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Gotta believe some grouse lose their homes with that type of activity.  I've only heard and read of the impacts, but I don't think it's hard to imagine what they are when you view things from the air.

moving_mountains_1.jpg

Or, you can read the words of an old timer with first hand experience.  

Jim's Story

An excerpt:  "And there was good huntin’ – ah, finest huntin’ there ever was! Especially grouse huntin’. I loved to grouse hunt when I was a kid. I had an older brother that taught me all the tricks of the trade in grouse huntin.’ And I later grew up to be classified as one of the better grouse hunters.

I know that after I came home out of the Marines there was a lot of people would talk about grouse huntin’. They’d all say, “Get with ol’ Jim Foster and he’ll take you and show you where the grouse is at.” And I had a name bein’ a good grouse hunter, and I really enjoyed the out-of-doors – loved it!

Lots and lots of areas that I can remember when I was just a young man, where we used to hunt and fish – it’s all gone. You can’t even get in. There’s areas that they’ve already mined out that’s completely destroyed. And other areas that you can’t get on to hunt because they’ve got gates. They’ve got you locked out –you can’t go nowhere. And I’d say just give ‘em a few more years and the whole thing, it’s gonna be completely destroyed. It’s on the way out now."

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 Hunters will be there seeking rabbit, deer, turkey and now even some quail are being established in the former strip sites.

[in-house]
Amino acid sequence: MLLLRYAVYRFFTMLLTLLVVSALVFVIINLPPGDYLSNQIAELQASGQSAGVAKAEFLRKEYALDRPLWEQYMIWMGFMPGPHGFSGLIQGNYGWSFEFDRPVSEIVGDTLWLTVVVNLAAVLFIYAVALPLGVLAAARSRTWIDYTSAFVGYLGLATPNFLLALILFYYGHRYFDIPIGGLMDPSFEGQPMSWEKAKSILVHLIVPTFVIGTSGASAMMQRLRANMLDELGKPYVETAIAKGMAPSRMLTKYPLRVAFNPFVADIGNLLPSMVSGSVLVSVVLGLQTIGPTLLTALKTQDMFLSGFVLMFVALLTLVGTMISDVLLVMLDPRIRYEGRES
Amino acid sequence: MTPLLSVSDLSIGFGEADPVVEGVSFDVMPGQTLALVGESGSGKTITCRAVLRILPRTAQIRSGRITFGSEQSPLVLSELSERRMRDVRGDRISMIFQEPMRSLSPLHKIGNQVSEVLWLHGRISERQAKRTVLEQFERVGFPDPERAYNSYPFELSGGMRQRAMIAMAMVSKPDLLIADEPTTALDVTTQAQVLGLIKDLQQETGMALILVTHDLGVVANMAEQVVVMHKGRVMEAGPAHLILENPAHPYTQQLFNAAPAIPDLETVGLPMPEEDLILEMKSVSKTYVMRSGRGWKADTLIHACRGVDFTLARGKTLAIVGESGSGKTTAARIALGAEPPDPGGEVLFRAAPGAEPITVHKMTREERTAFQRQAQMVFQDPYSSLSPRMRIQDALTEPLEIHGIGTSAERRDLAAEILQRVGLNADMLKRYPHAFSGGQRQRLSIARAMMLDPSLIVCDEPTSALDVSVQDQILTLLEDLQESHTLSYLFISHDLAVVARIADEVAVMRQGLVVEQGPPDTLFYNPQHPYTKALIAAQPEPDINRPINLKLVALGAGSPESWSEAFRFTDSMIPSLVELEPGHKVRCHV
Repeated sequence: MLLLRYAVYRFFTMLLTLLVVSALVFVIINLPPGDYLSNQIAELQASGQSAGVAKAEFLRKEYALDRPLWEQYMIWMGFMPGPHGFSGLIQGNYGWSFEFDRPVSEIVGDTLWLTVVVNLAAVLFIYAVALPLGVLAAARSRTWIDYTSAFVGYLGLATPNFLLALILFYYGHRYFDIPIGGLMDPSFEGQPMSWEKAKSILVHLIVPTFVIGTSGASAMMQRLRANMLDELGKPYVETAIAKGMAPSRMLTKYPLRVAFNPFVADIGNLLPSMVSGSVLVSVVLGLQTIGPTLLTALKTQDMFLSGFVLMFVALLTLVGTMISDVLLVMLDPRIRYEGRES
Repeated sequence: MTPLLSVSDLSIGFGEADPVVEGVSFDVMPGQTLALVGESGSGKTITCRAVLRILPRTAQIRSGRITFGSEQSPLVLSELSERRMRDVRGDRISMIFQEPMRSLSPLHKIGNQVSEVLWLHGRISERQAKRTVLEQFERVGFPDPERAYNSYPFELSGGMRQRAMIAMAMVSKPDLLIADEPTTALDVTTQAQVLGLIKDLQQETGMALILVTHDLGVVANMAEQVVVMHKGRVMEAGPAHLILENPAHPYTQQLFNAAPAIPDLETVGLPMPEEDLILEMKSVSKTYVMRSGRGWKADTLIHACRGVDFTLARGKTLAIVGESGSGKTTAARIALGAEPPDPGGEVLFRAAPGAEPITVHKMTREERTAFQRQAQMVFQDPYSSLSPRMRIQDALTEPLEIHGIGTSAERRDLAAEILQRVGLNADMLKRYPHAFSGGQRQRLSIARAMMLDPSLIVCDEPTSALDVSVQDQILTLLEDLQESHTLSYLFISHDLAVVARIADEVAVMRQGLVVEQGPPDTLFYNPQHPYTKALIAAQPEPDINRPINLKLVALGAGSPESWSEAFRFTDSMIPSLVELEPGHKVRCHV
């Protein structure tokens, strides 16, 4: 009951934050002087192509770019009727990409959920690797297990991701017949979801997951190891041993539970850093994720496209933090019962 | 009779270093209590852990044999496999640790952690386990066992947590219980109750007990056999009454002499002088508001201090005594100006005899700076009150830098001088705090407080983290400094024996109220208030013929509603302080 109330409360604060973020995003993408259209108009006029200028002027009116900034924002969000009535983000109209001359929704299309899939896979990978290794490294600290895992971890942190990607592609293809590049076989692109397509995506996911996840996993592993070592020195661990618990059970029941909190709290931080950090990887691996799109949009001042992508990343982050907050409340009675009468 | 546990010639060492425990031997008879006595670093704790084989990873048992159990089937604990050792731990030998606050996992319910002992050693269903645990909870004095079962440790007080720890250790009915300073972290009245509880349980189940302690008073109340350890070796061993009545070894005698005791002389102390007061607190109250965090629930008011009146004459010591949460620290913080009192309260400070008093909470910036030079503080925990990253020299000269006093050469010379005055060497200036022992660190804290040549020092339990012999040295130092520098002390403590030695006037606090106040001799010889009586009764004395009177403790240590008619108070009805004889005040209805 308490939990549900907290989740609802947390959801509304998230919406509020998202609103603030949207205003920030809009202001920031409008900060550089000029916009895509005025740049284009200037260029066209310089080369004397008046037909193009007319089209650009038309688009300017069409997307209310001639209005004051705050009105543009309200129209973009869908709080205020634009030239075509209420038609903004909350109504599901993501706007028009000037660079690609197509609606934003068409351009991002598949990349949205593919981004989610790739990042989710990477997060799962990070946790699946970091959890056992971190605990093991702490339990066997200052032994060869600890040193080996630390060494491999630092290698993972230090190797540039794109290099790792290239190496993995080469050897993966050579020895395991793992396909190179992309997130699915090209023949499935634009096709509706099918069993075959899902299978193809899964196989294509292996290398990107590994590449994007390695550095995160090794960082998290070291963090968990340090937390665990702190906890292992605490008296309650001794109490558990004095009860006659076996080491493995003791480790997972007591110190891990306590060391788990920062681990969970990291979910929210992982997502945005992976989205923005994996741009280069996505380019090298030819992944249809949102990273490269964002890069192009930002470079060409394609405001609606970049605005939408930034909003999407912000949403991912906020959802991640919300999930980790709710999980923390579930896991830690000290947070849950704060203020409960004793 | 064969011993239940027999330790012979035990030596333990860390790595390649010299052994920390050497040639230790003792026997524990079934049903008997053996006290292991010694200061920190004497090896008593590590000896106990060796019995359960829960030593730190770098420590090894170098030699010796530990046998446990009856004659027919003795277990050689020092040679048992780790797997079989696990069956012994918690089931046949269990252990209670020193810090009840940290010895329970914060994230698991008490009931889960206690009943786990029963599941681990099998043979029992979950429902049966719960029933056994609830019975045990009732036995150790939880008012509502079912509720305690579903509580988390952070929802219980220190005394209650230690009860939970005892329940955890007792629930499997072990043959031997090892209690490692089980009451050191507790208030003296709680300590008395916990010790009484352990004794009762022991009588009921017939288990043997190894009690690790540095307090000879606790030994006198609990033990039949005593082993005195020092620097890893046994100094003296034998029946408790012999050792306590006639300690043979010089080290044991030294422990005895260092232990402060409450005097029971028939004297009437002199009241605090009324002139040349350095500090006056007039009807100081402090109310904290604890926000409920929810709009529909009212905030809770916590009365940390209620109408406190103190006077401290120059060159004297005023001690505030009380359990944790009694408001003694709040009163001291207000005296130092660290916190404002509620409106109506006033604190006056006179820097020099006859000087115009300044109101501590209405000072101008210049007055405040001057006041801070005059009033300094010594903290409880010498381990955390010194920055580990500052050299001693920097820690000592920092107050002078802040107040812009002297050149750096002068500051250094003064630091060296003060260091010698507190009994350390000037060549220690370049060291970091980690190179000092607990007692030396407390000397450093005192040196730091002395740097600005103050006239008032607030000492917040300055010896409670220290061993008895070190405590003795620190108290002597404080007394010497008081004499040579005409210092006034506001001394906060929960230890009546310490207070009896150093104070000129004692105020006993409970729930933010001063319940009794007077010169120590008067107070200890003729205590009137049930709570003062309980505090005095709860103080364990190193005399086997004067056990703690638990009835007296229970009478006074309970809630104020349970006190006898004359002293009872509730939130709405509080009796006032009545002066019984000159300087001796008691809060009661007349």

But out of state tree huggers have long sought to ban the practice, and now they have responsive ear in DC.  Yes, it is ugly seeing the earth ripped open when the site is in operation.  But it creates jobs where there are no others, and the recovered land is a blessing to all.

I have to respectfully disagree with your assessment of the situation in Eastern Kentucky and West Virginia. I guess you can call me an in-state tree hugger. I was educated at the University of the Cumberlands and Eastern Kentucky University with degrees in botany and plant ecology.

In my early career I worked for the Corps of Engineers and then for the State Nature Preserves Commission, the Kentucky Divisions of Surface Mining and Abandoned Mine Lands. The last twenty years of my career was spent evaluating property for the KY Dept. of Fish and Wildlife Resources for acquisition for wildlife and related recreation.

It is a much documented fact that the Cumberland Plateau, prior to logging and mining, was one of the most ecologically diverse regions in the US if not the world. Logging has has a minor impact on the area, but mining has been drastic, replacing hundreds if not thousands of species in an acre of land to three or four. The species usually planted on mined lands are Kentucky 31 Fescue, Lespedcia and Black Locust. They are planted because they can survive on the drastically modified ground and in the words of a mine engineer "to be green and lie still." These sites remain biological deserts for years until other weedy species begin to invade.  It is at this time that you start seeing the areas used by a few species of wildlife.